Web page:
How cannabis affects your liver
There isn’t a great deal of research on how cannabis affects the human liver. From the research that does exist, we know the relationship between the two is somewhat complicated and varies depending on condition.
For most healthy individuals, cannabis use shouldn’t cause liver complications. It may even potentially play a protective role against developing alcoholic liver disease and nonalcoholic fatty liver disease.
Anyone with a severe liver condition or taking other medications should ensure they are helping and not hurting the liver.
Although medicine still has many questions on medical marijuana and the liver, here is what science can tell us.
How marijuana interacts with the liver
To understand the effects of cannabis on the liver, let’s start with an explanation of how the endocannabinoid system (ECS) affects the liver. The ECS modulates many of the human body’s most crucial functions — like sleep, energy, memory, hunger, inflammation, and mood, to name just a few — and helps keep them in homeostasis or internal balance.
Common cannabinoids found in the cannabis plant — like THC and CBD — can activate the endocannabinoid system. Our body also produces its own cannabinoids (endocannabinoids) — and they also activate the ECS.
Studies show that activation of certain endocannabinoid receptors may worsen cirrhosis, enhancing factors like fibrogenesis, fibrosis, ascites, and steatosis. Activating a different endocannabinoid receptor seems to have the opposite effect. It can counteract fibrosis, steatosis, collagen deposition, and inflammation — promoting a healthy liver.
Endocannabinoids have also been shown to impact cirrhosis of the liver. Some can even act against fibrogenesis, improving liver health. So researchers are looking to further explore endocannabinoids as a potential target for the treatment of liver disease.
The benefits of cannabis for liver health
Existing research shows that activating ECS receptors with endocannabinoids may have a big impact on the liver — either helping or harming. So how does cannabis, a plant that activates these same receptors, impact the liver?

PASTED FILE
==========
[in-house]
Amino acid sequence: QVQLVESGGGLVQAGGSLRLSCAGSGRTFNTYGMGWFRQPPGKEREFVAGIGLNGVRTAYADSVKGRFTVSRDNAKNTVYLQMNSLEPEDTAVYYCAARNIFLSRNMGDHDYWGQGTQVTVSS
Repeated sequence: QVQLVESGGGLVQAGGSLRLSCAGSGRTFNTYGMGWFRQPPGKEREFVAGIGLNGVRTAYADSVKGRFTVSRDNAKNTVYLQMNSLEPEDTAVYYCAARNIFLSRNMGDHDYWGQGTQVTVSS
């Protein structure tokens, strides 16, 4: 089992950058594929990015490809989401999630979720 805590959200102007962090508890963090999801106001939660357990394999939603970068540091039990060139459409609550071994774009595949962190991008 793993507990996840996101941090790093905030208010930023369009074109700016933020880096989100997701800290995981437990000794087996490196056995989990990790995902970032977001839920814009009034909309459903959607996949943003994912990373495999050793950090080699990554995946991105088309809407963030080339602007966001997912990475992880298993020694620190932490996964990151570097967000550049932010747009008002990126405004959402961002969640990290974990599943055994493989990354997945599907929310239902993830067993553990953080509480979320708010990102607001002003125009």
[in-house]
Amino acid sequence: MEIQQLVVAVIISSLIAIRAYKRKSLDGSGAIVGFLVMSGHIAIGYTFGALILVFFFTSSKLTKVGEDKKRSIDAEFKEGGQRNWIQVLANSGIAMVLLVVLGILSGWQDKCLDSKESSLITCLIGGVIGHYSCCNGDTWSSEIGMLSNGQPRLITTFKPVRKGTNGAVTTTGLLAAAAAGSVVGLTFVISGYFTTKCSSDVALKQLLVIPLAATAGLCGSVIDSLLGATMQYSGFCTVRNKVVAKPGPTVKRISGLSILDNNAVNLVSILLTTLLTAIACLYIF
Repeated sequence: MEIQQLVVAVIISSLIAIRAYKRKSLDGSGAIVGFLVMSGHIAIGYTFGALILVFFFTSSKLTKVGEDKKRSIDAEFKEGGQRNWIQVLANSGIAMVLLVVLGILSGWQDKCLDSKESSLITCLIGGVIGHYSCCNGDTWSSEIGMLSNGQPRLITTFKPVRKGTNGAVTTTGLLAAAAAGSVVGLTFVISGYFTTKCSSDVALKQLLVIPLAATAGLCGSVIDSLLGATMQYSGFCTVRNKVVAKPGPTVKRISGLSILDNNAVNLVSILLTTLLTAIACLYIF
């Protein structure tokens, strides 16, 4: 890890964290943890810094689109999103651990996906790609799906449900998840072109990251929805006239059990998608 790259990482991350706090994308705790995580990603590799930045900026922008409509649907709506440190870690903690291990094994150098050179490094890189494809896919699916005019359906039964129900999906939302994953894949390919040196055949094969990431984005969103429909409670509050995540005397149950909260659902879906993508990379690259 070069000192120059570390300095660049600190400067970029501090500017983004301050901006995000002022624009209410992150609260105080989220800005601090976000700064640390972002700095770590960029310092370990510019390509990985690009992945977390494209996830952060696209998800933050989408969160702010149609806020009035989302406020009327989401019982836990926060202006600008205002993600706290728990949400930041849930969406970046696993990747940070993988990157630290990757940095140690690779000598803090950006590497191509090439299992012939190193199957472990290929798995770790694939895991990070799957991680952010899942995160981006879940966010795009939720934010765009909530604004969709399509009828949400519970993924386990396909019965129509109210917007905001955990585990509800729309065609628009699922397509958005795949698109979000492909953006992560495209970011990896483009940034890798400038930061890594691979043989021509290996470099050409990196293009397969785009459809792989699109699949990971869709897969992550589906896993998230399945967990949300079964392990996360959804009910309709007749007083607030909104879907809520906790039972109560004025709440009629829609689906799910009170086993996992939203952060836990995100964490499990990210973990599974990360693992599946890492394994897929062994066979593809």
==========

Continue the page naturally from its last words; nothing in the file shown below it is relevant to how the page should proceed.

The effects of cannabis on the liver have mostly been studied in populations with liver disease — not healthy livers. That said, one small study did look at the influence of chronic cannabis use on liver function in general.
In this study, researchers found no significant differences in liver function for those with higher levels of THC markers in their blood. But they did find slightly better liver function for those with higher THC-OH levels. This research was limited due to a small sample size but suggests that chronic medical marijuana use doesn’t negatively impact liver health for healthy individuals.
Other research looks at cannabis and liver health relative to specific conditions or symptoms. For example, researchers investigated cannabis’s effects on alcoholic liver disease (ALD). Heavy, long term alcohol use causes ALD and cannabis may serve a protective role for this disease.
One very broad study found that those with the highest levels of medical marijuana use had significantly lower levels of ALD at all stages of the disease. These heavy cannabis users saw a 45% reduction in steatosis, or alcoholic fatty liver disease, a 40% reduction in steatohepatitis, or alcoholic hepatitis, a 55% reduction in alcoholic cirrhosis and fibrosis, and an impressive 75% reduction in hepatocellular carcinoma, or liver cancer.
Another study, which tied lower levels of ALD to CBD use, seems to suggest that cannabis use (or even just CBD) may actually be protective against the deadly long term effects of alcohol use.
Cannabis may also play a protective role in other specific conditions.
One study found that cannabis can protect the livers of patients suffering from psychosis — lowering the risk of steatosis.
Animal models also show evidence that cannabis use can improve symptoms of hepatic encephalopathy, likely via the anti-inflammatory properties of cannabis. Unfortunately, there have been no human studies on this condition to confirm the results.
CBD oil and the liver
These days, many cannabis users never smoke weed or eat THC edible, instead choosing to consume CBD oil. So how can CBD oil affect the liver?
In a 2019 study on mice, a high dosage of CBD led to fatalities for some of the mice subjects. Researchers noted elevated liver enzymes and increased liver size in the mice who died and concluded they died from liver issues.